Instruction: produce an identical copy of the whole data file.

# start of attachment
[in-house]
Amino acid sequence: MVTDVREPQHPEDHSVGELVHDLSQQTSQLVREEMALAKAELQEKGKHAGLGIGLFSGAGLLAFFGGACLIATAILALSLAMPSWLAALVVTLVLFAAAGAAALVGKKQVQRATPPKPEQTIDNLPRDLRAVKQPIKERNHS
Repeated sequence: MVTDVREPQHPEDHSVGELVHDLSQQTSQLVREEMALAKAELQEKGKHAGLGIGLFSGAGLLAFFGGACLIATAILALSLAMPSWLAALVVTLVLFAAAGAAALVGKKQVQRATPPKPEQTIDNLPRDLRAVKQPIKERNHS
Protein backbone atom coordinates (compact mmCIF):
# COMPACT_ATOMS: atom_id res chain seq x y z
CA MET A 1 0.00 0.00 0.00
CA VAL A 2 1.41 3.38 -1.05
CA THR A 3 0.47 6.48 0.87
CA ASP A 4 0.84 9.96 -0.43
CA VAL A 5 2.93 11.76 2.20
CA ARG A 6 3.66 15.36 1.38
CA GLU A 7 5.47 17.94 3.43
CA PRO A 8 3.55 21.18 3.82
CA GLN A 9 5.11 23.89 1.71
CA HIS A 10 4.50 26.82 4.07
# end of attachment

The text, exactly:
[in-house]
Amino acid sequence: MVTDVREPQHPEDHSVGELVHDLSQQTSQLVREEMALAKAELQEKGKHAGLGIGLFSGAGLLAFFGGACLIATAILALSLAMPSWLAALVVTLVLFAAAGAAALVGKKQVQRATPPKPEQTIDNLPRDLRAVKQPIKERNHS
Repeated sequence: MVTDVREPQHPEDHSVGELVHDLSQQTSQLVREEMALAKAELQEKGKHAGLGIGLFSGAGLLAFFGGACLIATAILALSLAMPSWLAALVVTLVLFAAAGAAALVGKKQVQRATPPKPEQTIDNLPRDLRAVKQPIKERNHS
Protein backbone atom coordinates (compact mmCIF):
# COMPACT_ATOMS: atom_id res chain seq x y z
CA MET A 1 0.00 0.00 0.00
CA VAL A 2 1.41 3.38 -1.05
CA THR A 3 0.47 6.48 0.87
CA ASP A 4 0.84 9.96 -0.43
CA VAL A 5 2.93 11.76 2.20
CA ARG A 6 3.66 15.36 1.38
CA GLU A 7 5.47 17.94 3.43
CA PRO A 8 3.55 21.18 3.82
CA GLN A 9 5.11 23.89 1.71
CA HIS A 10 4.50 26.82 4.07